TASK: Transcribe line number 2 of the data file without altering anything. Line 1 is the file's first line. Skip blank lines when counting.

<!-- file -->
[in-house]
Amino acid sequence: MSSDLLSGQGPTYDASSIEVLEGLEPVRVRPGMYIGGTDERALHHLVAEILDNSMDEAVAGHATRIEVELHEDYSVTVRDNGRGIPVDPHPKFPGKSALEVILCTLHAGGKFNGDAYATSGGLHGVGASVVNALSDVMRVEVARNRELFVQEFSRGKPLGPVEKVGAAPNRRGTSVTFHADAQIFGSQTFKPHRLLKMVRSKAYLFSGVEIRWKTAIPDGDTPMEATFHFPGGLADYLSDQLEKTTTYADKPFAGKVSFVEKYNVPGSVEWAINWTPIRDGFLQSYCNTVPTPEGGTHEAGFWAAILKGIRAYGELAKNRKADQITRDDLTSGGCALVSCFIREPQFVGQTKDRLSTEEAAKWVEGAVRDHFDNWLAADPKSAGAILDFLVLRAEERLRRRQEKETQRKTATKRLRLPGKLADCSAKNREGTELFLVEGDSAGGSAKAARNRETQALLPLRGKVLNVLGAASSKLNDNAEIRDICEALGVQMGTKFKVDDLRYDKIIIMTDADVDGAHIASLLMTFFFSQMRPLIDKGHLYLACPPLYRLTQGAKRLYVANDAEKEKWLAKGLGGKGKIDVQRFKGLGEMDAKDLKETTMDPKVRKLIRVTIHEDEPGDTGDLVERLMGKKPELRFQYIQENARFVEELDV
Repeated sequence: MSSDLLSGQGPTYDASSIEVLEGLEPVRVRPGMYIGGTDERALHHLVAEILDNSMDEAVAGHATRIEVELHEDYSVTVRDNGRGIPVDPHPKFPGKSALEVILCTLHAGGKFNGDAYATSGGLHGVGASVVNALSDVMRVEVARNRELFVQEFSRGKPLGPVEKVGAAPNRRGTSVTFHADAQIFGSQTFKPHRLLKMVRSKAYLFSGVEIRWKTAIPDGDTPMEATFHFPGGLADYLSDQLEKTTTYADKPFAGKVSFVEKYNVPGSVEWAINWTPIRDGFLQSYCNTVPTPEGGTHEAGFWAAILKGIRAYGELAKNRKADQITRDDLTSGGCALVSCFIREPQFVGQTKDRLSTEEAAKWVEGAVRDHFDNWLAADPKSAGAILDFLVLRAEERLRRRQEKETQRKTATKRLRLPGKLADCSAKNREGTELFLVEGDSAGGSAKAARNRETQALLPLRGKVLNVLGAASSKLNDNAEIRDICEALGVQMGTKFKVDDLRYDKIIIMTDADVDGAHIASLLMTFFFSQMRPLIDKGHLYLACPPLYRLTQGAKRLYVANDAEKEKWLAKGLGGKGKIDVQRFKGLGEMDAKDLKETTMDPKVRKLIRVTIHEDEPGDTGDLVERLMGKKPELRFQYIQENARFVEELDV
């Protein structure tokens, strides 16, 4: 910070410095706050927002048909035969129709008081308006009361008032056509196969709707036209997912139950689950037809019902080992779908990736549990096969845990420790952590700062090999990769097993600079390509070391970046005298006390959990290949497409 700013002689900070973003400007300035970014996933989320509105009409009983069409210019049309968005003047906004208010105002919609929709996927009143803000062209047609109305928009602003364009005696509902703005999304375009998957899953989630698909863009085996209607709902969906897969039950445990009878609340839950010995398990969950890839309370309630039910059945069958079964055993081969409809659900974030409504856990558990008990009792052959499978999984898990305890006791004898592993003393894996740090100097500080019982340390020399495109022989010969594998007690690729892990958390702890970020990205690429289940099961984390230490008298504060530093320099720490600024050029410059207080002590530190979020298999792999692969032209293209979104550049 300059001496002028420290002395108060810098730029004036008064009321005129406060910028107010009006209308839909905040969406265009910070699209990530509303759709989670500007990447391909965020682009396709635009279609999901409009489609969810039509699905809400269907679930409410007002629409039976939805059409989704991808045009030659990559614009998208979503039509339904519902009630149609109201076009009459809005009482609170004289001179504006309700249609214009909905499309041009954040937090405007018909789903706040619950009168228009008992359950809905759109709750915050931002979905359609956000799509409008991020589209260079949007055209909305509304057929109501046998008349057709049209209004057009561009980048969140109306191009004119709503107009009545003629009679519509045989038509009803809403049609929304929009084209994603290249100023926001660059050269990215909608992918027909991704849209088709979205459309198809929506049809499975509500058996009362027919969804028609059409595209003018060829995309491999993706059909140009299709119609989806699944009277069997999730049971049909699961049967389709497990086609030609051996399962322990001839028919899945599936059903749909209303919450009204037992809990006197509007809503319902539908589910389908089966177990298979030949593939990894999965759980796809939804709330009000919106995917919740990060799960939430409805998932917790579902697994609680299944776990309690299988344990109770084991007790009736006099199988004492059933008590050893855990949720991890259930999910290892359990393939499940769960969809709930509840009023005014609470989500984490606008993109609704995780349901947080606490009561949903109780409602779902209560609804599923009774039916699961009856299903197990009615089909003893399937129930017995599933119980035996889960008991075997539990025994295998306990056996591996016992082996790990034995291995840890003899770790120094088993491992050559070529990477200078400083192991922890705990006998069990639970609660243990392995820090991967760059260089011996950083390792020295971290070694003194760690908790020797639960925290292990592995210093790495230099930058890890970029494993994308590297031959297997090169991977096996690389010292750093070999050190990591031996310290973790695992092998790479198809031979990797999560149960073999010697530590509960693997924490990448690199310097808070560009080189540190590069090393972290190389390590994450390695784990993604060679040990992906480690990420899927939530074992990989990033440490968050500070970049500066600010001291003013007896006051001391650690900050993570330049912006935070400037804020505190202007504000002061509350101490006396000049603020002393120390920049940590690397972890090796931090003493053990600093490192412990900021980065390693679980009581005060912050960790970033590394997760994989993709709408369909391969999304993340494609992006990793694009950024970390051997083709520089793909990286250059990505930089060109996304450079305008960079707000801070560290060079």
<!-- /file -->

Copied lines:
Amino acid sequence: MSSDLLSGQGPTYDASSIEVLEGLEPVRVRPGMYIGGTDERALHHLVAEILDNSMDEAVAGHATRIEVELHEDYSVTVRDNGRGIPVDPHPKFPGKSALEVILCTLHAGGKFNGDAYATSGGLHGVGASVVNALSDVMRVEVARNRELFVQEFSRGKPLGPVEKVGAAPNRRGTSVTFHADAQIFGSQTFKPHRLLKMVRSKAYLFSGVEIRWKTAIPDGDTPMEATFHFPGGLADYLSDQLEKTTTYADKPFAGKVSFVEKYNVPGSVEWAINWTPIRDGFLQSYCNTVPTPEGGTHEAGFWAAILKGIRAYGELAKNRKADQITRDDLTSGGCALVSCFIREPQFVGQTKDRLSTEEAAKWVEGAVRDHFDNWLAADPKSAGAILDFLVLRAEERLRRRQEKETQRKTATKRLRLPGKLADCSAKNREGTELFLVEGDSAGGSAKAARNRETQALLPLRGKVLNVLGAASSKLNDNAEIRDICEALGVQMGTKFKVDDLRYDKIIIMTDADVDGAHIASLLMTFFFSQMRPLIDKGHLYLACPPLYRLTQGAKRLYVANDAEKEKWLAKGLGGKGKIDVQRFKGLGEMDAKDLKETTMDPKVRKLIRVTIHEDEPGDTGDLVERLMGKKPELRFQYIQENARFVEELDV